Generally a domain name is described as the name of a website or a name for creating a website.
In reality, without a domain name, it is not possible to have a website. The domain name is the equivalent of a postal address.
More specifically, after the www. prefix, we have the domain name with a sequence of characters (letters, numbers, hyphen) consisting of two parts separated by a dot.
To the left of this dot is the name. It is a more or less long term and more or less understandable. From an Internet user’s point of view, the simpler the term, the easier it is to remember. And the easier it is to memorize, the easier it will be for the Internet user to come back to this name.
Take the example of titptopnames: it is easier to remember tiptopnames than tip-top-names or tiptop-names.
To the right of this point is the extension. There are extensions of 3 types:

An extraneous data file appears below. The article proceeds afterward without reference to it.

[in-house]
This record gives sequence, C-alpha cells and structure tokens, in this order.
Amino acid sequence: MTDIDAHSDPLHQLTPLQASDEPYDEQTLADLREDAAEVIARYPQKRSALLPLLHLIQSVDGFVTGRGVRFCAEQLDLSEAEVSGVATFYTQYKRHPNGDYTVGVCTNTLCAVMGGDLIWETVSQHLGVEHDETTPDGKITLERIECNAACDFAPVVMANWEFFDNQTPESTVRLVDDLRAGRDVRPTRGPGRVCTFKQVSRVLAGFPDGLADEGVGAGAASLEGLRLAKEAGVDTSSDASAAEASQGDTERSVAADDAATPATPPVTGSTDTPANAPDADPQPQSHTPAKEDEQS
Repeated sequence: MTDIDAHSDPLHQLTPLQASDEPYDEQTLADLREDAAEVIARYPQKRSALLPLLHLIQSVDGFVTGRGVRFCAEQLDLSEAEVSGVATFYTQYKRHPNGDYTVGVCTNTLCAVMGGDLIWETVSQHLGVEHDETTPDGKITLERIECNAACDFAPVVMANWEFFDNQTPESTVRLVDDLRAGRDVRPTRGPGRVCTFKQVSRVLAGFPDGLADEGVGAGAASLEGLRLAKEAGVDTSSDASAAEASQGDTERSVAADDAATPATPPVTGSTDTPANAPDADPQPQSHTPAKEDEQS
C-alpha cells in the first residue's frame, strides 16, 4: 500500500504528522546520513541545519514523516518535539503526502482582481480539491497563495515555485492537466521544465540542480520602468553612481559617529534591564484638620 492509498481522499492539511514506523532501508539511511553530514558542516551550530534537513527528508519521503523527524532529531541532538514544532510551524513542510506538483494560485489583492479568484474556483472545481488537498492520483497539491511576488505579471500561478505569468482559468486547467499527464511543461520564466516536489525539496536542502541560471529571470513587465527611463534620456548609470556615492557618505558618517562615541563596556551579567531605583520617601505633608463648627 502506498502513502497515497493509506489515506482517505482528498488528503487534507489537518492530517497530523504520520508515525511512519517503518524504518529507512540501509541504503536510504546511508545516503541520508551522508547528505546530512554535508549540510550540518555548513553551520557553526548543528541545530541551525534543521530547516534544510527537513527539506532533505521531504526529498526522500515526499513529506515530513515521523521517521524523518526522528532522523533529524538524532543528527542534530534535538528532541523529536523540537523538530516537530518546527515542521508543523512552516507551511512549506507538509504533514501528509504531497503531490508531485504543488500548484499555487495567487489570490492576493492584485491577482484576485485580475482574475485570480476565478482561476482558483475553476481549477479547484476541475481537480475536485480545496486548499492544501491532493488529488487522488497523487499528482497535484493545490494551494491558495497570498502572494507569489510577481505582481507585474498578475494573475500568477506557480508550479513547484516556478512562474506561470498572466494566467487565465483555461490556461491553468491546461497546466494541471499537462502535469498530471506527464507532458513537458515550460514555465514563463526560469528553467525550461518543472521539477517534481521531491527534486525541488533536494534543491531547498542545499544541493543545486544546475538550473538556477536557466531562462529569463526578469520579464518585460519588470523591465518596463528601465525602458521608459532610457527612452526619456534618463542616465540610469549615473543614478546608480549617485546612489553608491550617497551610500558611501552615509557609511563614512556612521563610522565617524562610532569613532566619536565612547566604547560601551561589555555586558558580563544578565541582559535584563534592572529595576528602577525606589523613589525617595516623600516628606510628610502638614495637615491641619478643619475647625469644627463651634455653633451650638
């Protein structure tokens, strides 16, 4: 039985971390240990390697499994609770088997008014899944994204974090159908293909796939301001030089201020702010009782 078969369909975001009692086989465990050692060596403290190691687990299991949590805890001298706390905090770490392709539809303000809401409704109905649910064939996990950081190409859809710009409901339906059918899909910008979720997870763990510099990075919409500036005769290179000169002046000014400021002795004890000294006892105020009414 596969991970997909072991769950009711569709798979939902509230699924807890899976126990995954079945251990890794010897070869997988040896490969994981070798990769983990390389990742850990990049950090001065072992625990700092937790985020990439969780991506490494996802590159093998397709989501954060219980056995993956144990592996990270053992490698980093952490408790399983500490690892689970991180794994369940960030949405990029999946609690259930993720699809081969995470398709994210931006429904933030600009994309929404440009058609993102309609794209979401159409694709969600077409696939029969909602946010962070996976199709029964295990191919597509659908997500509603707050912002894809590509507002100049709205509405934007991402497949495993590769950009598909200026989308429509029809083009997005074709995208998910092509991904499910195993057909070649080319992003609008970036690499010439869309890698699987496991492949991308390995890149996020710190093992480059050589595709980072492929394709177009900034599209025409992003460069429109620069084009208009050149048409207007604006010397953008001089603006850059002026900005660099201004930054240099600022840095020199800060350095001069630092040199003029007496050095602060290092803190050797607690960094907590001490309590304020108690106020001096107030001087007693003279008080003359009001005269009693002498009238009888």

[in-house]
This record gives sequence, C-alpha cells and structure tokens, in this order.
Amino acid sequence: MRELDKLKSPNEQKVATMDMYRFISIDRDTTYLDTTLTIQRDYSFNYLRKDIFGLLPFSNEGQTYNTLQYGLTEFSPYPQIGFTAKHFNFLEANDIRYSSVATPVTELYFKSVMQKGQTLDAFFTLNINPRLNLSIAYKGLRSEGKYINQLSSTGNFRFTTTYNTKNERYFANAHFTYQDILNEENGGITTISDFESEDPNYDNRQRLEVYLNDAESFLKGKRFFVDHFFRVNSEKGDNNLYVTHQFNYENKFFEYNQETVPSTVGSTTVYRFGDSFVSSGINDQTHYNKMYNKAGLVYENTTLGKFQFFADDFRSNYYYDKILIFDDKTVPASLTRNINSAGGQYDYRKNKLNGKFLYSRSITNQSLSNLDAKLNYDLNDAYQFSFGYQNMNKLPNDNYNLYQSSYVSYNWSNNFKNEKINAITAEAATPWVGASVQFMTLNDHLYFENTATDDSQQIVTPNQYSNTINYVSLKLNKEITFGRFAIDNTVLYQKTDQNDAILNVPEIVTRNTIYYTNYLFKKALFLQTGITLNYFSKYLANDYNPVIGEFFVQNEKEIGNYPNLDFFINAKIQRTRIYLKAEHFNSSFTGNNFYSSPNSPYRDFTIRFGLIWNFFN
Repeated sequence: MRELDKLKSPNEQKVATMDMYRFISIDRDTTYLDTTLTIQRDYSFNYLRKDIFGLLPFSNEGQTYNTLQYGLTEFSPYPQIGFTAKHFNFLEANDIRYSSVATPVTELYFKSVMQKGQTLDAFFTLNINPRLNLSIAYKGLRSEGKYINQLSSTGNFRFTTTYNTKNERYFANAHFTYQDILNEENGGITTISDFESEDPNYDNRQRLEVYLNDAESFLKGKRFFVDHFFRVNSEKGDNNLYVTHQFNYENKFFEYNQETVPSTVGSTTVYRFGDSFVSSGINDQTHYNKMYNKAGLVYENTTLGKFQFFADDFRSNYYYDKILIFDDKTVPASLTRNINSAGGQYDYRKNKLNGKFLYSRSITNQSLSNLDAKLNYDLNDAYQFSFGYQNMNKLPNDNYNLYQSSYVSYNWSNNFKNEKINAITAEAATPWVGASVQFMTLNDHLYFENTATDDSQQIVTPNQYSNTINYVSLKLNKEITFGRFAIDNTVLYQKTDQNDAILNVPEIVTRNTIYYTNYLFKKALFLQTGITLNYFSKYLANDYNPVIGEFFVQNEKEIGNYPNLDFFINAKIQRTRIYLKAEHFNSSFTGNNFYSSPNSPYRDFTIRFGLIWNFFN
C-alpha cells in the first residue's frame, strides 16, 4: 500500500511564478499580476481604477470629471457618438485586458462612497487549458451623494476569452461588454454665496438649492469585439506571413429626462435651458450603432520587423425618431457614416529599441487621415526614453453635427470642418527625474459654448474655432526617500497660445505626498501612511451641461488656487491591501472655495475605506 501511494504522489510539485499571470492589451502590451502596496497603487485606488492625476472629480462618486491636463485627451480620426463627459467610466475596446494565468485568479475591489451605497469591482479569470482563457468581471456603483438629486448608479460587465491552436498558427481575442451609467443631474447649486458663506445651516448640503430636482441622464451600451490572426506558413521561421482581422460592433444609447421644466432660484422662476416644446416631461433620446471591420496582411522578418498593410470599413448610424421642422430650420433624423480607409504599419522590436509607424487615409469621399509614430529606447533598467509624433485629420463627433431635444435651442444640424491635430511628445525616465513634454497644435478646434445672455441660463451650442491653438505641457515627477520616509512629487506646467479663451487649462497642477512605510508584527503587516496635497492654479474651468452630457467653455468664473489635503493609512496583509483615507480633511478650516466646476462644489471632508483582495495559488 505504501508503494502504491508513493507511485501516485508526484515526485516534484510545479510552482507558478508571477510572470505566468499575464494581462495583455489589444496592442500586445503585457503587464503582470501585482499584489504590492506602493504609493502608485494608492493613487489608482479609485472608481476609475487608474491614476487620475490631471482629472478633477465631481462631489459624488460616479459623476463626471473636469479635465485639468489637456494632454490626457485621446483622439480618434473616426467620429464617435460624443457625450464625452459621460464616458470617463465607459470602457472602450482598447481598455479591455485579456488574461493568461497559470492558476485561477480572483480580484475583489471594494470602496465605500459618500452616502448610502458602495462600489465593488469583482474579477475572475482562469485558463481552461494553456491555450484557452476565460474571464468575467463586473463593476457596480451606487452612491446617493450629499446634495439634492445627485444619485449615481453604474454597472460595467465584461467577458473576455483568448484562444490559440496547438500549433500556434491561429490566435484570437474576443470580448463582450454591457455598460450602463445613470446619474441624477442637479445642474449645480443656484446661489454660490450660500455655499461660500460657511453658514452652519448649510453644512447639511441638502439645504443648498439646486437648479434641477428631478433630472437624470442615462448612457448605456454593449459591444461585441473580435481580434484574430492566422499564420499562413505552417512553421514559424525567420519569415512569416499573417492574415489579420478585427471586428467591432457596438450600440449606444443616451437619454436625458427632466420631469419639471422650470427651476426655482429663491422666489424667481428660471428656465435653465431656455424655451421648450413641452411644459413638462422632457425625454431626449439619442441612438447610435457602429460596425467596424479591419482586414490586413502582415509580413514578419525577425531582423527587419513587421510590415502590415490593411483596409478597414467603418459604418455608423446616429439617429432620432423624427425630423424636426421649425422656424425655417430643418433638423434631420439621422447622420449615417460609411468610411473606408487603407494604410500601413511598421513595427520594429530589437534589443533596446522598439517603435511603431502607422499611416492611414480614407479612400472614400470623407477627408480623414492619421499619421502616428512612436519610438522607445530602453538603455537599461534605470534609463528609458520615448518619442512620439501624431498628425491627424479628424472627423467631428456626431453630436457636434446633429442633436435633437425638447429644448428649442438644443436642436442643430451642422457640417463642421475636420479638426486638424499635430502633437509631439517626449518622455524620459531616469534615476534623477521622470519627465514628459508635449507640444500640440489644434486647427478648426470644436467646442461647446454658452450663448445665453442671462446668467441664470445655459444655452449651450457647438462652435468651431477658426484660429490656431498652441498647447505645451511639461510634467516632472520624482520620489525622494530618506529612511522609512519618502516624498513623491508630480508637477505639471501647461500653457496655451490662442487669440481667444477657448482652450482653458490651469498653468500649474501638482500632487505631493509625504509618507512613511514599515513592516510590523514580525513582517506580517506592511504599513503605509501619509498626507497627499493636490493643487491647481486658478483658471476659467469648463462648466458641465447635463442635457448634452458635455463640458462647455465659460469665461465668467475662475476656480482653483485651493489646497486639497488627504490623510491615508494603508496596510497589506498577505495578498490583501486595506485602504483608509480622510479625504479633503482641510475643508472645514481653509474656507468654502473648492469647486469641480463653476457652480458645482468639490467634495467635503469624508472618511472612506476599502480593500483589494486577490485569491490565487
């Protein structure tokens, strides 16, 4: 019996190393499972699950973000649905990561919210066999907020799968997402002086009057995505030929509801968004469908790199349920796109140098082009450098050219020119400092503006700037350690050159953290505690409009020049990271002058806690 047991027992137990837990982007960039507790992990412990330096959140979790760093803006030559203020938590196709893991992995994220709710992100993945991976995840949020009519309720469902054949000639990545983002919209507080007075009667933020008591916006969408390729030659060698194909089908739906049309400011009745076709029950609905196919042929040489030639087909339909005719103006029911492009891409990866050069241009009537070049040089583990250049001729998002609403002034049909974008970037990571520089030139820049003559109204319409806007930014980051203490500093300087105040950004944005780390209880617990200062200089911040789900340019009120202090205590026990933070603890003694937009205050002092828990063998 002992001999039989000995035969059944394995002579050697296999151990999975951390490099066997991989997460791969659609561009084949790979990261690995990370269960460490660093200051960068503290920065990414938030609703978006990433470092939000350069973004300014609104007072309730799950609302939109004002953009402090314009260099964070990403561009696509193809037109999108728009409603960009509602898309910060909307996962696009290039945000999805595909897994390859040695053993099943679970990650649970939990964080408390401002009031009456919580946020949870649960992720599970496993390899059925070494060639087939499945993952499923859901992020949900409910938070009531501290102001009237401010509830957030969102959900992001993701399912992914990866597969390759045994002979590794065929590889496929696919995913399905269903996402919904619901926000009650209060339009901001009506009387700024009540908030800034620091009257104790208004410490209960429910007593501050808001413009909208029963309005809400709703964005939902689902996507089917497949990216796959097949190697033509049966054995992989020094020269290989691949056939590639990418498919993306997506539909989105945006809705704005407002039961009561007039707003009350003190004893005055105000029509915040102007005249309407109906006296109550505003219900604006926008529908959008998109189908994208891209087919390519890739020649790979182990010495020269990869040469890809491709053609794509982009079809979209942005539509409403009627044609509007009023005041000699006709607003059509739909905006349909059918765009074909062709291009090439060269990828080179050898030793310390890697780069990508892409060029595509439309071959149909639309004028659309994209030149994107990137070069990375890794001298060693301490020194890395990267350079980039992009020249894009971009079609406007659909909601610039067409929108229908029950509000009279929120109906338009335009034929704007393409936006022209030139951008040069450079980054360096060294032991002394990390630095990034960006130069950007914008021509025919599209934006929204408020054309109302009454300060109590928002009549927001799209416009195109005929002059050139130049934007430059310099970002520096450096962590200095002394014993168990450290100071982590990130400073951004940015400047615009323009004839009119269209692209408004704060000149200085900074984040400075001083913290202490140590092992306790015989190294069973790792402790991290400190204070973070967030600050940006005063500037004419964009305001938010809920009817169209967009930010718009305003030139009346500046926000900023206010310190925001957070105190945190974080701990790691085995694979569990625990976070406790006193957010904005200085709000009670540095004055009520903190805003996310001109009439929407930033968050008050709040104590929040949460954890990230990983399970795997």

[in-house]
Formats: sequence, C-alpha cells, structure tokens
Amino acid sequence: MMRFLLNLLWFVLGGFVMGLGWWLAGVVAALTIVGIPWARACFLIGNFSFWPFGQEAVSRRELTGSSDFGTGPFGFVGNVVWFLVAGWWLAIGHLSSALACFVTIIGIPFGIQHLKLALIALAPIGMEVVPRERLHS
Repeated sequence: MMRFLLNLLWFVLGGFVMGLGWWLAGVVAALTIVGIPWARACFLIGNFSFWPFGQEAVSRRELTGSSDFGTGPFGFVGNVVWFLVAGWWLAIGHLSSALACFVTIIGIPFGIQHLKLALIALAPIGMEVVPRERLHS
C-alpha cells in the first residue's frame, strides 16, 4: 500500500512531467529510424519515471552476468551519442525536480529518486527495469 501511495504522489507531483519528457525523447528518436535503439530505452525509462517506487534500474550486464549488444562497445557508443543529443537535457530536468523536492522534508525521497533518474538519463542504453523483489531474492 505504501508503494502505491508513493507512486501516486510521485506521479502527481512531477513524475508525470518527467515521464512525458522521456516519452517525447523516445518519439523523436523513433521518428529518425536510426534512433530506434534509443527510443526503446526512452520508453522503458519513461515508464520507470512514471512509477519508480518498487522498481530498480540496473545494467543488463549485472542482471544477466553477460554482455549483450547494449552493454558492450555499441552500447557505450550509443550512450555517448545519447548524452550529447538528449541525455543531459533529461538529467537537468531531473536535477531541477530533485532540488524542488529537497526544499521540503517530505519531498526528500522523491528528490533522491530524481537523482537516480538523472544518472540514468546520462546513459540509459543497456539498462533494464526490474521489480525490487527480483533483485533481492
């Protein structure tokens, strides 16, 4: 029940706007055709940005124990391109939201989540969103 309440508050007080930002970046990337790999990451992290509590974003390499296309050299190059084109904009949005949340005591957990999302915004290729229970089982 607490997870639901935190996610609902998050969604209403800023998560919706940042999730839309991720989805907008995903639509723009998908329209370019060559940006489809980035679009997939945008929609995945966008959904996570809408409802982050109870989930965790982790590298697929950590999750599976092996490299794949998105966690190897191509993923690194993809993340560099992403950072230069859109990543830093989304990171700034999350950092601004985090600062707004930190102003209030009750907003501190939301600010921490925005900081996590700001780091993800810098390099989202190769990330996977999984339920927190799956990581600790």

Generic extensions are the first extensions historically created. The best known and most used is .com. The others are .net and .org.
Geographic extensions are extensions that represent a country or territory. There are more than 300. For France, it is .fr. For Belgium, the .be; for Switzerland, .ch; for the United States, the .us; for Australia, .au; for China, the .cn; etc
The new expansions. Launched in 2014, there are more than 1000 new extensions whose success and popularity remain, for the best, limited to certain sectors. For example, .Paris, .London, .Tokyo, .bzh, .Corsica or .Alsace for a geographic area. Or the .Shop or .Store for goods selling.
Technically, behind this name is an Internet Protocol (IP) address. Indeed, each name corresponds to a sequence of exclusive numbers like 255.255.255.255 but it is unanimously recognized that it is easier to remember a domain name than an IP address!